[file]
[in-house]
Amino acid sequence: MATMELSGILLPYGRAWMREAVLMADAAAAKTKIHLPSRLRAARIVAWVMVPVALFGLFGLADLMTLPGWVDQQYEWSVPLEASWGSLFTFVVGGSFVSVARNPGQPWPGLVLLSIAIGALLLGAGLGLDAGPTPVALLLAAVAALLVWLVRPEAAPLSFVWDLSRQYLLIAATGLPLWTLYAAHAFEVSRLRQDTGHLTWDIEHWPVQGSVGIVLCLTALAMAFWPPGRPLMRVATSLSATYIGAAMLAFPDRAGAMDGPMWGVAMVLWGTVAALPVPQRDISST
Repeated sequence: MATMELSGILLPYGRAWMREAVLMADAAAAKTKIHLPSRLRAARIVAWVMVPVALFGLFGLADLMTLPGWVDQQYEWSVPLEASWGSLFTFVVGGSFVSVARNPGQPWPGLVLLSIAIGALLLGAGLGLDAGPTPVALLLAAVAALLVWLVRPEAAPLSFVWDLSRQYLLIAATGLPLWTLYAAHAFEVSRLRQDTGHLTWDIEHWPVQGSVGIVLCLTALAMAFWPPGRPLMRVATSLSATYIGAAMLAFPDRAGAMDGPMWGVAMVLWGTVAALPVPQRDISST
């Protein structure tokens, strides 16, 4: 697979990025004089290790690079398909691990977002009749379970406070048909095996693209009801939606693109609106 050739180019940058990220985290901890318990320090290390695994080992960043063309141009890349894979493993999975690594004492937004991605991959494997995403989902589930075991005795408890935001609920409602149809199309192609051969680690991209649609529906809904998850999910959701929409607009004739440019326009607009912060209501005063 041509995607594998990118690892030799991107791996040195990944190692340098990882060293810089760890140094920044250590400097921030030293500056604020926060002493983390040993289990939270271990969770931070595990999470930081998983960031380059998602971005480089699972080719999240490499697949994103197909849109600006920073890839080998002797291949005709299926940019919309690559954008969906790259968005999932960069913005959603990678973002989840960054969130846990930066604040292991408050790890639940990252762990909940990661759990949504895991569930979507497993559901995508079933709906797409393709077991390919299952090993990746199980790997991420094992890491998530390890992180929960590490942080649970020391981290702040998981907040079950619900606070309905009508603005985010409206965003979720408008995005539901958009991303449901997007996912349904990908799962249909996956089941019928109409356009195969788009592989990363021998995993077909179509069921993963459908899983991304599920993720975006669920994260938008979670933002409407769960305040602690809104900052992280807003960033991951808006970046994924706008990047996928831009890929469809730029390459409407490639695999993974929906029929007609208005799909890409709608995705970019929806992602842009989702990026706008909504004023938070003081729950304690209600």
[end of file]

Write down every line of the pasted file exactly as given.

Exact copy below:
[in-house]
Amino acid sequence: MATMELSGILLPYGRAWMREAVLMADAAAAKTKIHLPSRLRAARIVAWVMVPVALFGLFGLADLMTLPGWVDQQYEWSVPLEASWGSLFTFVVGGSFVSVARNPGQPWPGLVLLSIAIGALLLGAGLGLDAGPTPVALLLAAVAALLVWLVRPEAAPLSFVWDLSRQYLLIAATGLPLWTLYAAHAFEVSRLRQDTGHLTWDIEHWPVQGSVGIVLCLTALAMAFWPPGRPLMRVATSLSATYIGAAMLAFPDRAGAMDGPMWGVAMVLWGTVAALPVPQRDISST
Repeated sequence: MATMELSGILLPYGRAWMREAVLMADAAAAKTKIHLPSRLRAARIVAWVMVPVALFGLFGLADLMTLPGWVDQQYEWSVPLEASWGSLFTFVVGGSFVSVARNPGQPWPGLVLLSIAIGALLLGAGLGLDAGPTPVALLLAAVAALLVWLVRPEAAPLSFVWDLSRQYLLIAATGLPLWTLYAAHAFEVSRLRQDTGHLTWDIEHWPVQGSVGIVLCLTALAMAFWPPGRPLMRVATSLSATYIGAAMLAFPDRAGAMDGPMWGVAMVLWGTVAALPVPQRDISST
């Protein structure tokens, strides 16, 4: 697979990025004089290790690079398909691990977002009749379970406070048909095996693209009801939606693109609106 050739180019940058990220985290901890318990320090290390695994080992960043063309141009890349894979493993999975690594004492937004991605991959494997995403989902589930075991005795408890935001609920409602149809199309192609051969680690991209649609529906809904998850999910959701929409607009004739440019326009607009912060209501005063 041509995607594998990118690892030799991107791996040195990944190692340098990882060293810089760890140094920044250590400097921030030293500056604020926060002493983390040993289990939270271990969770931070595990999470930081998983960031380059998602971005480089699972080719999240490499697949994103197909849109600006920073890839080998002797291949005709299926940019919309690559954008969906790259968005999932960069913005959603990678973002989840960054969130846990930066604040292991408050790890639940990252762990909940990661759990949504895991569930979507497993559901995508079933709906797409393709077991390919299952090993990746199980790997991420094992890491998530390890992180929960590490942080649970020391981290702040998981907040079950619900606070309905009508603005985010409206965003979720408008995005539901958009991303449901997007996912349904990908799962249909996956089941019928109409356009195969788009592989990363021998995993077909179509069921993963459908899983991304599920993720975006669920994260938008979670933002409407769960305040602690809104900052992280807003960033991951808006970046994924706008990047996928831009890929469809730029390459409407490639695999993974929906029929007609208005799909890409709608995705970019929806992602842009989702990026706008909504004023938070003081729950304690209600």